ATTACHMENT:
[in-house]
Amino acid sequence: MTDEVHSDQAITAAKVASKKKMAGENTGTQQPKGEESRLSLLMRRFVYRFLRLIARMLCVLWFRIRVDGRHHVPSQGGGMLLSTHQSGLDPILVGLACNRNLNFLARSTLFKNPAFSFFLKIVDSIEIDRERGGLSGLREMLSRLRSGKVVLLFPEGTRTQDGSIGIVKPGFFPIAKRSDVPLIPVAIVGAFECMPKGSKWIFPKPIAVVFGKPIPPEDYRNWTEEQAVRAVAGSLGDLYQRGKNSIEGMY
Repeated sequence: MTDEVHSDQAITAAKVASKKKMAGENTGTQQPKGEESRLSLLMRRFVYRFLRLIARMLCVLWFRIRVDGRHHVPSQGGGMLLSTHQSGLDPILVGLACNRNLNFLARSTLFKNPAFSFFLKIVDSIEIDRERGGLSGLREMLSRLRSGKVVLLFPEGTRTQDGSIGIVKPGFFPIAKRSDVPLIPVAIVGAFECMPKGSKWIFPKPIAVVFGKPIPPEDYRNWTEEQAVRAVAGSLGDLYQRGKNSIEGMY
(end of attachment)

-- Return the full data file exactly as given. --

[in-house]
Amino acid sequence: MTDEVHSDQAITAAKVASKKKMAGENTGTQQPKGEESRLSLLMRRFVYRFLRLIARMLCVLWFRIRVDGRHHVPSQGGGMLLSTHQSGLDPILVGLACNRNLNFLARSTLFKNPAFSFFLKIVDSIEIDRERGGLSGLREMLSRLRSGKVVLLFPEGTRTQDGSIGIVKPGFFPIAKRSDVPLIPVAIVGAFECMPKGSKWIFPKPIAVVFGKPIPPEDYRNWTEEQAVRAVAGSLGDLYQRGKNSIEGMY
Repeated sequence: MTDEVHSDQAITAAKVASKKKMAGENTGTQQPKGEESRLSLLMRRFVYRFLRLIARMLCVLWFRIRVDGRHHVPSQGGGMLLSTHQSGLDPILVGLACNRNLNFLARSTLFKNPAFSFFLKIVDSIEIDRERGGLSGLREMLSRLRSGKVVLLFPEGTRTQDGSIGIVKPGFFPIAKRSDVPLIPVAIVGAFECMPKGSKWIFPKPIAVVFGKPIPPEDYRNWTEEQAVRAVAGSLGDLYQRGKNSIEGMY